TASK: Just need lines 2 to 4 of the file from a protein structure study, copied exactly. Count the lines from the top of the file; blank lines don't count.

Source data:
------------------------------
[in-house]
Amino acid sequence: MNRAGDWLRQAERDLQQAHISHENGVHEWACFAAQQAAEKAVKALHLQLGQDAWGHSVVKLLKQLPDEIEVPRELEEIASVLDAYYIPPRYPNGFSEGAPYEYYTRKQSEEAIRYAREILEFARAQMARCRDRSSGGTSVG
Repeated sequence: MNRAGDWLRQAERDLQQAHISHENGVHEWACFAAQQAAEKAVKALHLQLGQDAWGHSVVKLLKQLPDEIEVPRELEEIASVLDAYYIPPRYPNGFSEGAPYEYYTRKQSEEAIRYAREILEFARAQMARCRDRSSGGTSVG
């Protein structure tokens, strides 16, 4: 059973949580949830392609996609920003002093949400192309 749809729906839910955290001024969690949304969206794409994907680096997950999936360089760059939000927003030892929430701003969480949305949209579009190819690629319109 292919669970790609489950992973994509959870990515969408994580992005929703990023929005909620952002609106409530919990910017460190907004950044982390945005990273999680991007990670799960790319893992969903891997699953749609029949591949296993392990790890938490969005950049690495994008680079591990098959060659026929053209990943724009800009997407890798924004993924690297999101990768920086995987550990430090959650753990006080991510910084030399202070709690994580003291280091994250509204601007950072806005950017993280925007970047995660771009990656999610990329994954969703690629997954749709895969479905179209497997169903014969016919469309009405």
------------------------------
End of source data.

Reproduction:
Amino acid sequence: MNRAGDWLRQAERDLQQAHISHENGVHEWACFAAQQAAEKAVKALHLQLGQDAWGHSVVKLLKQLPDEIEVPRELEEIASVLDAYYIPPRYPNGFSEGAPYEYYTRKQSEEAIRYAREILEFARAQMARCRDRSSGGTSVG
Repeated sequence: MNRAGDWLRQAERDLQQAHISHENGVHEWACFAAQQAAEKAVKALHLQLGQDAWGHSVVKLLKQLPDEIEVPRELEEIASVLDAYYIPPRYPNGFSEGAPYEYYTRKQSEEAIRYAREILEFARAQMARCRDRSSGGTSVG
């Protein structure tokens, strides 16, 4: 059973949580949830392609996609920003002093949400192309 749809729906839910955290001024969690949304969206794409994907680096997950999936360089760059939000927003030892929430701003969480949305949209579009190819690629319109 292919669970790609489950992973994509959870990515969408994580992005929703990023929005909620952002609106409530919990910017460190907004950044982390945005990273999680991007990670799960790319893992969903891997699953749609029949591949296993392990790890938490969005950049690495994008680079591990098959060659026929053209990943724009800009997407890798924004993924690297999101990768920086995987550990430090959650753990006080991510910084030399202070709690994580003291280091994250509204601007950072806005950017993280925007970047995660771009990656999610990329994954969703690629997954749709895969479905179209497997169903014969016919469309009405």